A piece in Australian lit mag Overland republished in the Guardian declares that the author “feels uneasy about sex work” but has “changed her mind” about it because “it’s not about me.” Uh, nice start, we guess? It’s interesting how many times the article employs the personal pronoun after its declaration that sex work is not the non-sex worker’s personal business to police.
Indeed, the murder of St Kilda street sex worker Tracy Connelly caused a pro-sex workers’ rights stir in the Australian media and elsewhere. The best example was a thoughtful post in the Conversation which reflected on the use of the word “prostitute” to describe Connelly in reports of her death: “The term “prostitute” does not simply mean a person who sells her or his sexual labour (although rarely used to describe men in sex work), but brings with it layers of “knowledge” about her worth, drug status, childhood, integrity, personal hygiene and sexual health. When the media refers to a woman as a prostitute, or when such a story remains on the news cycle for only a day, it is not done in isolation, but in the context of this complex history.”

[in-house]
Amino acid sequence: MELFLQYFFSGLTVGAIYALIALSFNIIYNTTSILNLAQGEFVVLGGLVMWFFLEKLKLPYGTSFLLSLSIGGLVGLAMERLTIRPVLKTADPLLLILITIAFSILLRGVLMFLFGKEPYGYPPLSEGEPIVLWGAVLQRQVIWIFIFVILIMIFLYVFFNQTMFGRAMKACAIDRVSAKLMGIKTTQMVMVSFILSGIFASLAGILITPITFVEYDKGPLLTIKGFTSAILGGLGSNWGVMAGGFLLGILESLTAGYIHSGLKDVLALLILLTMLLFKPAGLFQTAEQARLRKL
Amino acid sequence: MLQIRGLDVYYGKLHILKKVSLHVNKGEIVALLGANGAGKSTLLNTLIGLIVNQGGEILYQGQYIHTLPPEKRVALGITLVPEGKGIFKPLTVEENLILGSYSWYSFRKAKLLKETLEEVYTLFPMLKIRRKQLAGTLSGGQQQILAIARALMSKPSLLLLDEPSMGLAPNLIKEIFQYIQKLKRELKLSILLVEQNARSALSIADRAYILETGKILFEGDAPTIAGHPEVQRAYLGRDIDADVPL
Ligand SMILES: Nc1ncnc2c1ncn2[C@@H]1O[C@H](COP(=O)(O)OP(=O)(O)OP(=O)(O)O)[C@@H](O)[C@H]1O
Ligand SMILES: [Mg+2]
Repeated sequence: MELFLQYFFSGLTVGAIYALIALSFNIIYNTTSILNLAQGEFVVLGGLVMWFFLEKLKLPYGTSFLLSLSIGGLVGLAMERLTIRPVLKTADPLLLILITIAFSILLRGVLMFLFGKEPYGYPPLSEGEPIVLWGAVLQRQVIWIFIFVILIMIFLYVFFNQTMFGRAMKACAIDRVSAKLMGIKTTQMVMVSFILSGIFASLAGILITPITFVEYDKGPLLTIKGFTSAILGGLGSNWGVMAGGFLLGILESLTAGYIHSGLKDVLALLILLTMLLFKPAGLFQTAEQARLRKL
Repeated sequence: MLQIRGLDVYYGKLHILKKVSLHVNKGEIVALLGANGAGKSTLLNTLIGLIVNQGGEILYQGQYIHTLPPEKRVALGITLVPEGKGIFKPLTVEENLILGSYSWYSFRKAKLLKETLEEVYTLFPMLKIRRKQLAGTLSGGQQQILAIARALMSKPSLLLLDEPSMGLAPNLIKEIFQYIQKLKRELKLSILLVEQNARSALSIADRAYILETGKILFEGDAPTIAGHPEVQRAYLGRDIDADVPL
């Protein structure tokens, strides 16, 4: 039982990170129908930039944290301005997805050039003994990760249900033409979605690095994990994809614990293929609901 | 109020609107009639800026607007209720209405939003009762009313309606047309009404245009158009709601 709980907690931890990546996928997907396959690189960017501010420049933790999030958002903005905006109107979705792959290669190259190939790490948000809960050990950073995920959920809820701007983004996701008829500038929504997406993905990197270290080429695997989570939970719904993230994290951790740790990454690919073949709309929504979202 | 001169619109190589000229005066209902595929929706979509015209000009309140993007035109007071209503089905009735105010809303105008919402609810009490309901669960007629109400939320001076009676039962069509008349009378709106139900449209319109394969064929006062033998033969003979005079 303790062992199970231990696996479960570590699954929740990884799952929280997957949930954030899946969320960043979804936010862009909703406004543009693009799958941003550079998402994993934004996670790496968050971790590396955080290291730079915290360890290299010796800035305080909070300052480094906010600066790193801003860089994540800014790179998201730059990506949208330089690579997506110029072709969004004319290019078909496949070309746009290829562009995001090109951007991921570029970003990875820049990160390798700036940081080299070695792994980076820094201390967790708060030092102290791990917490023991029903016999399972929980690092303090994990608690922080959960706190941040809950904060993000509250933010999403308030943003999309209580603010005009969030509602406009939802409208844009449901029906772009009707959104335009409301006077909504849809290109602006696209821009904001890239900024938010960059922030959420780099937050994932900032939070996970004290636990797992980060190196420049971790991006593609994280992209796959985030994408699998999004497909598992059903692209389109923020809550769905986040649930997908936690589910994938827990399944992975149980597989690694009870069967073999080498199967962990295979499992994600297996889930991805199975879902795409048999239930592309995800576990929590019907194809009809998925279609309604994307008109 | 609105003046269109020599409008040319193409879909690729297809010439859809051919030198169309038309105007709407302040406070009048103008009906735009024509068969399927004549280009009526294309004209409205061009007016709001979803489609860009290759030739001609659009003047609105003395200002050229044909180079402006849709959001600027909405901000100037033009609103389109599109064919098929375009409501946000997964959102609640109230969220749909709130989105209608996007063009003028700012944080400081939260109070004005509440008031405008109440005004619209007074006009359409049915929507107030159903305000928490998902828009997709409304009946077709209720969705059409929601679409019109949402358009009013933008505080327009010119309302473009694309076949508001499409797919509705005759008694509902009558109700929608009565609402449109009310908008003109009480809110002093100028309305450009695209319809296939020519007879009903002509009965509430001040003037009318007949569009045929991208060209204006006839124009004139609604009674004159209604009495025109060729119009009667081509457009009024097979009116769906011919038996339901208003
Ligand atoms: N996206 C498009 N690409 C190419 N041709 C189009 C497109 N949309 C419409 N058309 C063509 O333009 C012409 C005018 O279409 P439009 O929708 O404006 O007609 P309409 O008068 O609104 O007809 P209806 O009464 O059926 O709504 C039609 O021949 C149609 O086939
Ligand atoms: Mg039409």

Meanwhile, Kemal İffetsiz Aysu Ayrıkotu, chair of the Turkish sex workers’ rights organization the Red Umbrella Sexual Health and Human Rights Association, posted in the Global Network of Sex Work Projects’ Facebook to report three more deaths in the Turkish trans sex worker community this week: the murder of a woman named Gaye, the suicide of an Izmir woman, and the death of Ozge from Kurtulus, Istanbul from unknown causes.
To round up this week’s list of casualties in our community, everyone is just SHOCKED by the “double life” of 72 year old murder victim Janina Wrigglesworth, who worked on income taxes and also advertised as a massage worker. We think the lead should have been the fact that she was killed. At least the article quotes Sex Professionals of Canada’s Nikki Thomas.
Melissa Petro tells xojane how she survived a MSNBC appearance to talk about Spitzer, sex work, and Weiner.